We rode a ferry to Bainbridge Island. The ferry was huge! Tons of cars rolled into it's gaping belly while scores of people rushed aboard like there was a prize for first place. Inside were hot drinks, sandwiches, snacks, fresh pop-corn, newspapers and arcade games. It was incredible all the stuff supplied to keep people comfortable on their 30 minute ferry ride. We chose to tackle hurricane force winds on deck to gawk at the wonderful views.Saturday Christian could join us for our tour of the infamous Seattle Underground. It's like this; settlers picked the wrong spot to build and ignored pesky flooding that followed high-tide twice a day - until toilets were introduced. This being a brilliant idea, everyone had to have one - but once again, the laws of physics produced a spectacular back-flush from the humble "crapper" spouting 4-5' high IF you happened to be stupid enough to attempt a flush at high-tide. A fire conveniently leveled down-town and Seattlelites decided to create their own physics by building on top of the old foundations. They went straight up about 13' to 18'. Some of what was the original ground level is preserved for us tourists to explore. Our guide was really funny.I thought it was the inspiration of the "crapper" that gave him his good humor, but maybe it was because we all looked like this:Christian is unaware of the underworld living-dead attempting to savagely bite him.Asia was distraught when we saw graffiti was welcome at this point in the tour and no one had a sharpie. She was so ready to add to this lame post:
It's just as well. She signed the guest book thus: "This tour made me have to pee." Emerging up into fresh air again was a relief. Our historical adventure easily prompted really deep thoughts from everyone - well, almost everyone.Downtown is a rich display of colorful old brick, stone and ironwork.The narrow alleys teased with contrasts of light and shadow. It seemed like all we needed was a suspenseful movie soundtrack behind some of these scenes:This is Gasworks Park across Union Lake. The abandoned refinery is not considered an eye-sore, but is celebrated for "going green".This is the top of the last hill facing the water.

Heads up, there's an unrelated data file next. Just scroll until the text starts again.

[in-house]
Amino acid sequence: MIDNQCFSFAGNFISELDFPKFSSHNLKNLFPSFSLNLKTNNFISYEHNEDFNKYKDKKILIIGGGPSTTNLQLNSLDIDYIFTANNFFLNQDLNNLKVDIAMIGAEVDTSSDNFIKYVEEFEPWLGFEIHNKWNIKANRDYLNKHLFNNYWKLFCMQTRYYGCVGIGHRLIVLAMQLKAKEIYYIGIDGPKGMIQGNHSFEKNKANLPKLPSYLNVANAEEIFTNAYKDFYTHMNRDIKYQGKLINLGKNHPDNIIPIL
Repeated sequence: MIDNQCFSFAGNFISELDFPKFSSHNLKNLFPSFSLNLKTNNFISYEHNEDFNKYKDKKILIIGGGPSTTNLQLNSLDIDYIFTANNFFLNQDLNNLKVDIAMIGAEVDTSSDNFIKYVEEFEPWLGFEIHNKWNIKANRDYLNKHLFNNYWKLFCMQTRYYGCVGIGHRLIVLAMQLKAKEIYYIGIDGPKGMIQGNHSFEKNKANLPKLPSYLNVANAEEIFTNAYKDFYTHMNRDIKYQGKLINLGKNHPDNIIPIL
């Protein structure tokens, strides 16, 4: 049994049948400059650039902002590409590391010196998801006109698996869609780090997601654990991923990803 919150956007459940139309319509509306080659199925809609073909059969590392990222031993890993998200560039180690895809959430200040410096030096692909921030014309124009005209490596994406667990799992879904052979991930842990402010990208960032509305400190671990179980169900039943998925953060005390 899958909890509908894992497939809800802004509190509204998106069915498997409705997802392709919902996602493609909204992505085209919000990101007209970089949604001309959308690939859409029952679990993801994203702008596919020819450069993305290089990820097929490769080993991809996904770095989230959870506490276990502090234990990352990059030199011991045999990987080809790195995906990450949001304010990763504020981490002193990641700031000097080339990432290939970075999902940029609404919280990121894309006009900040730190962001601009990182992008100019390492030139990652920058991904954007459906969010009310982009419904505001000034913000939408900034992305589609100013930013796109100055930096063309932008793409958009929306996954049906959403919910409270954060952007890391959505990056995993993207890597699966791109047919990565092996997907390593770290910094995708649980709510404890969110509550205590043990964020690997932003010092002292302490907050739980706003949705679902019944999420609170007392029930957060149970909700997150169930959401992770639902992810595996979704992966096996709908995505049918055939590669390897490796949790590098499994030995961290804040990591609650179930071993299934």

This point is the supernatural convergence of freezing Arctic winds that killed Woolly Mamoths in a matter of seconds while the locals frolic apparently immune to its effects. What a perfect spot to fly a kite! Or two, or three!Bi ("Bee" aka Robin) and her reflection during our final lunch together.
Good-bye, Seattle. Good-bye, Christian's car. Good-bye, Redskins' license plate holder.
Good-bye, dashing young Attorney husband who loves Robin,
Good-bye, our Beautiful Baby Bi.





4 comments:

Yaj said...

What a terrific, terrific photo/journalistic tour! And a handsome family to boot...! And here I thought those LDS slumlords only existed in South America! Kudos to Rachel (I saw a guy catch those fish too, but he was thoroughly trained, certified and slimed), great traveling shoes (the best), I will have to see if the underground has the same bladder effect on me some day, and finally, LOVED the Redskin license plate holder. Your travel guides humor is genetic, though from one particular strand... Thanks for the ride!

Heidi said...

Looks like it turned out to be a fun trip. Rachel had been talking about it for a while.

Cynthia said...

That is one part of the country I have never visited, but would love to. Thanks for the tour. It looks like you had a marvelous time and you have some fun photos of your family.
So . . . the purpose of the fish throw is -- what?

two forks said...

The Fish Throwing Tradition: "One of the Market's major attractions is Pike Place Fish Market, where employees throw three-foot salmon and other fish to each other rather than passing them by hand. When a customer orders a fish, an employee at the Fish Market's ice-covered fish table picks up the fish and hurls it over the countertop, where another employee catches it and preps it for sale.
According to the employees, this tradition started when the fishmongers got tired of having to walk out to the Market's fish table to retrieve a salmon each time someone ordered one. Eventually, the owner realized it was easier to station an employee at the table, to throw the fish over the counter."

it's just pretty cool... and even cooler that they let rachel behind the counter!

thanks for a fun visit!